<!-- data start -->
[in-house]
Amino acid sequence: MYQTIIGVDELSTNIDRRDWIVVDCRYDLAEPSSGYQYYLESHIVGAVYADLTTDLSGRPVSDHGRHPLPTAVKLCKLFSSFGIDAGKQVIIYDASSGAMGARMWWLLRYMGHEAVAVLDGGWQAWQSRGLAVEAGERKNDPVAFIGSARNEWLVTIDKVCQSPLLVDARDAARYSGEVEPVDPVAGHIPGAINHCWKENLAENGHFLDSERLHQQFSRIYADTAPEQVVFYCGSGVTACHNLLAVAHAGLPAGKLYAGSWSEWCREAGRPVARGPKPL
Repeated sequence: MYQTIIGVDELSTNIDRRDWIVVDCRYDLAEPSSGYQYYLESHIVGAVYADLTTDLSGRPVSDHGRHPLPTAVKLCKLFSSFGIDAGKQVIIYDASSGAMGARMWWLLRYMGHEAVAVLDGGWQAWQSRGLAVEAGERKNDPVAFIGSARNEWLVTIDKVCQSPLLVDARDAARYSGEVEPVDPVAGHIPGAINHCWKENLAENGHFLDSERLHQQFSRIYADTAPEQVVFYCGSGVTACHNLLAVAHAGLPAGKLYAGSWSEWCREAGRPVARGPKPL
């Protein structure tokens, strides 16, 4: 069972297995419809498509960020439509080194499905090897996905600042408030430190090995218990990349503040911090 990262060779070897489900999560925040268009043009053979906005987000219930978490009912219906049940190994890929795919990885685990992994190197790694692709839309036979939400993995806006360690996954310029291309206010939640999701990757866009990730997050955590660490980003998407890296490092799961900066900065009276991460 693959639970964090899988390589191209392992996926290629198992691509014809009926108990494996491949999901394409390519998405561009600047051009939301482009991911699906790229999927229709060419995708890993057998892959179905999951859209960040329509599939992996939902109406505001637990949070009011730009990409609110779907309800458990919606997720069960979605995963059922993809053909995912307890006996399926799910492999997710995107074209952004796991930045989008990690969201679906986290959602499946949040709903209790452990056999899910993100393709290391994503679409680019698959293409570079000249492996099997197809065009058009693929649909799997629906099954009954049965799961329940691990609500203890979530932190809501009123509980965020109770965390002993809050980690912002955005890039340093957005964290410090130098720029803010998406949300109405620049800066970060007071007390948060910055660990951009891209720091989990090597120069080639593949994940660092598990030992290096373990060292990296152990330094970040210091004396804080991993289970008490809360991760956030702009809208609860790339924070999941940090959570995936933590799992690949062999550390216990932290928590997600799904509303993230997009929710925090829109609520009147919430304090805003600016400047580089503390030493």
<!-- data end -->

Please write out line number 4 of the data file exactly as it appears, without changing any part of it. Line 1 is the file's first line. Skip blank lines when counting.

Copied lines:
């Protein structure tokens, strides 16, 4: 069972297995419809498509960020439509080194499905090897996905600042408030430190090995218990990349503040911090 990262060779070897489900999560925040268009043009053979906005987000219930978490009912219906049940190994890929795919990885685990992994190197790694692709839309036979939400993995806006360690996954310029291309206010939640999701990757866009990730997050955590660490980003998407890296490092799961900066900065009276991460 693959639970964090899988390589191209392992996926290629198992691509014809009926108990494996491949999901394409390519998405561009600047051009939301482009991911699906790229999927229709060419995708890993057998892959179905999951859209960040329509599939992996939902109406505001637990949070009011730009990409609110779907309800458990919606997720069960979605995963059922993809053909995912307890006996399926799910492999997710995107074209952004796991930045989008990690969201679906986290959602499946949040709903209790452990056999899910993100393709290391994503679409680019698959293409570079000249492996099997197809065009058009693929649909799997629906099954009954049965799961329940691990609500203890979530932190809501009123509980965020109770965390002993809050980690912002955005890039340093957005964290410090130098720029803010998406949300109405620049800066970060007071007390948060910055660990951009891209720091989990090597120069080639593949994940660092598990030992290096373990060292990296152990330094970040210091004396804080991993289970008490809360991760956030702009809208609860790339924070999941940090959570995936933590799992690949062999550390216990932290928590997600799904509303993230997009929710925090829109609520009147919430304090805003600016400047580089503390030493």